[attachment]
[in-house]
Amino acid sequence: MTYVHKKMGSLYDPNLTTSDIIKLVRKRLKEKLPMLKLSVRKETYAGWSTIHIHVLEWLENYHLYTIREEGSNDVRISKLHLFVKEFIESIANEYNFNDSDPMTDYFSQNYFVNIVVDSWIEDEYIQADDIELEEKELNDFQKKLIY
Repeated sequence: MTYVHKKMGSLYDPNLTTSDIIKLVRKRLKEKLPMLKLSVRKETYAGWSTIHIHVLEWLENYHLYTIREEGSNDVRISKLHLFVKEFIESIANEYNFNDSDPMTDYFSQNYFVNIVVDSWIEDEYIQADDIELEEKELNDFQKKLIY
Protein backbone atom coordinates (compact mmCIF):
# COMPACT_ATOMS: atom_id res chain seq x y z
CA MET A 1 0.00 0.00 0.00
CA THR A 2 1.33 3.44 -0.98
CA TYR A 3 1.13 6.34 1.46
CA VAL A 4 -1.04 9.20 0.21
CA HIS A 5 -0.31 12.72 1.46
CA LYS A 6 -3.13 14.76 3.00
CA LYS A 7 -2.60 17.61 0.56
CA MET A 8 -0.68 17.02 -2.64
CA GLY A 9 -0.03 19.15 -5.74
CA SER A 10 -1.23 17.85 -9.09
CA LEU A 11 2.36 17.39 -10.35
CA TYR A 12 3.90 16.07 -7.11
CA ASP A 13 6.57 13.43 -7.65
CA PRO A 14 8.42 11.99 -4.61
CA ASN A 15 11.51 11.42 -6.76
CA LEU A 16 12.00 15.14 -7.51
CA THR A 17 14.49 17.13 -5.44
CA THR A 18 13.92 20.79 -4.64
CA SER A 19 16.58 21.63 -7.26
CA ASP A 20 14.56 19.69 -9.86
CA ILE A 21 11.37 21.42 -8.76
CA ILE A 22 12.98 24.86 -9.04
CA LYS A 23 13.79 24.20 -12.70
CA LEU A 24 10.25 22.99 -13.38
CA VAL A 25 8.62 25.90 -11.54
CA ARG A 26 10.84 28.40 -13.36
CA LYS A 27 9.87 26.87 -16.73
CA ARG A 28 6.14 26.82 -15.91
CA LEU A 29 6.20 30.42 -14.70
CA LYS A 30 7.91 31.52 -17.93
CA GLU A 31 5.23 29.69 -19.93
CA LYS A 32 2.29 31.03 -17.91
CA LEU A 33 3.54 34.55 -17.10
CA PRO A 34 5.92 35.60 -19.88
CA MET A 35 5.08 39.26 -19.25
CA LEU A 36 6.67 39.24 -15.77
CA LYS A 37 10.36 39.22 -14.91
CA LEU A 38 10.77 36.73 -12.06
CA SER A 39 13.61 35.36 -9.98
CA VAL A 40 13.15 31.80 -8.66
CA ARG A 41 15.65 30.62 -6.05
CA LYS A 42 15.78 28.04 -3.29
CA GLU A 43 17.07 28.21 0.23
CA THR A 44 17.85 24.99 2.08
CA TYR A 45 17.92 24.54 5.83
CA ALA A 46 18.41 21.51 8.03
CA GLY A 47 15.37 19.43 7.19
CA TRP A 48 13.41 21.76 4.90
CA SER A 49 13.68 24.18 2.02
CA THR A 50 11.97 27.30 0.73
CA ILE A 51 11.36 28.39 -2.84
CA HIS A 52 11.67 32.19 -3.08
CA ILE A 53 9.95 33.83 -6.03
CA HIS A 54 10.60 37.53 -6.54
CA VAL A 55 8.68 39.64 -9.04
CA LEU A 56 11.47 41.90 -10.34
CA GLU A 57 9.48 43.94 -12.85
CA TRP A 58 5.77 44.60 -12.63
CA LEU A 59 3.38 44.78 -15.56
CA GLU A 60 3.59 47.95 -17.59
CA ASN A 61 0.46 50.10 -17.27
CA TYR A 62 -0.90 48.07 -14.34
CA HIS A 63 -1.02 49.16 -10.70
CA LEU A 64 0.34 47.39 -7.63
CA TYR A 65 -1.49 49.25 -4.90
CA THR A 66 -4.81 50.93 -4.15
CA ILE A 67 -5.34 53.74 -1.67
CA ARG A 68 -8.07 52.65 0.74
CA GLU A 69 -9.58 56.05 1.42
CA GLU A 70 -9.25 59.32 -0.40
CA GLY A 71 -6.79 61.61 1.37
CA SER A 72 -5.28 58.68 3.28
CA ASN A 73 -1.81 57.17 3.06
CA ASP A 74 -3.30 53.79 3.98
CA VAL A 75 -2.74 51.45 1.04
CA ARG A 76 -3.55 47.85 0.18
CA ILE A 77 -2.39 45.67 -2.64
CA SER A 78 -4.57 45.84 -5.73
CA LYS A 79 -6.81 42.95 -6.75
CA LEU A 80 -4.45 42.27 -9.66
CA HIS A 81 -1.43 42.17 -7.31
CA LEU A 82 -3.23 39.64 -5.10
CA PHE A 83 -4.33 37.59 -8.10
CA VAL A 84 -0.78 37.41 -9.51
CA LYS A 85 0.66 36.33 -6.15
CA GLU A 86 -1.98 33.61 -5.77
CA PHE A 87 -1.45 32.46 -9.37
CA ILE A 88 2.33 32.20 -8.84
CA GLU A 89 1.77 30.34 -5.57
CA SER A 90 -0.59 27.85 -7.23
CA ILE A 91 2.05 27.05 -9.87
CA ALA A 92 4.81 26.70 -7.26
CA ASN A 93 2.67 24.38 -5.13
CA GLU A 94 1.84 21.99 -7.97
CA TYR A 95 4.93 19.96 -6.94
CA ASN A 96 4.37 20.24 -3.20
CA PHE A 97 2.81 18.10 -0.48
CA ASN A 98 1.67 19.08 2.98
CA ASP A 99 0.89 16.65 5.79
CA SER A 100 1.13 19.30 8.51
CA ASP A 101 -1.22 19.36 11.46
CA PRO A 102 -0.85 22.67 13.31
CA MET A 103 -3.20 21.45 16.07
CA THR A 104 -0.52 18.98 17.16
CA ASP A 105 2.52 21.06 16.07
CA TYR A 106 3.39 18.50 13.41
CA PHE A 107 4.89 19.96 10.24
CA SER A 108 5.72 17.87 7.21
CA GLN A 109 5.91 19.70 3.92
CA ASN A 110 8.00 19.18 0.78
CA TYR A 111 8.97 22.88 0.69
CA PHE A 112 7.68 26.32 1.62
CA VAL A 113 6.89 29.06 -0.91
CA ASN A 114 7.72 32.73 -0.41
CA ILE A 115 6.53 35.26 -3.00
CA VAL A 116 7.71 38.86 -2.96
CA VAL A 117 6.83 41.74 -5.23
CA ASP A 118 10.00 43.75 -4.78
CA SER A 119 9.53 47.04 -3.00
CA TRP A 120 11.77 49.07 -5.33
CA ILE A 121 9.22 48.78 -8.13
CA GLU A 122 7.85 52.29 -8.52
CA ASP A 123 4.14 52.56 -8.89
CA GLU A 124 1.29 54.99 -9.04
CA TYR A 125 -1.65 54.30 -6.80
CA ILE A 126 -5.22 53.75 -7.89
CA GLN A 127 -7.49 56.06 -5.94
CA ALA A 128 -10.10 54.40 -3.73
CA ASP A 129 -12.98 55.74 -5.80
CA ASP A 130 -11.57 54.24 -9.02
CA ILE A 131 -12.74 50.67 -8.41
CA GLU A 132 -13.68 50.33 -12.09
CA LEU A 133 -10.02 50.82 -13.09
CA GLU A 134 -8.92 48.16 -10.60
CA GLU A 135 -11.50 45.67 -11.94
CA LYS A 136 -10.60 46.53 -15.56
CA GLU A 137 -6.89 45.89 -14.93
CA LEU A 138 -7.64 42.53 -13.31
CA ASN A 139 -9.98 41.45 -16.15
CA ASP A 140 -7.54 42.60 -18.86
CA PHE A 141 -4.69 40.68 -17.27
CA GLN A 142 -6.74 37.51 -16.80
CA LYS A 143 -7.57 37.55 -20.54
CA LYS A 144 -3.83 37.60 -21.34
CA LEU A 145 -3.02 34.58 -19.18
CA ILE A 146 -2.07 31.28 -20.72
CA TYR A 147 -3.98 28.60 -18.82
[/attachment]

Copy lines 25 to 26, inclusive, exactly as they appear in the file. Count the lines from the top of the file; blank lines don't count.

CA ASP A 20 14.56 19.69 -9.86
CA ILE A 21 11.37 21.42 -8.76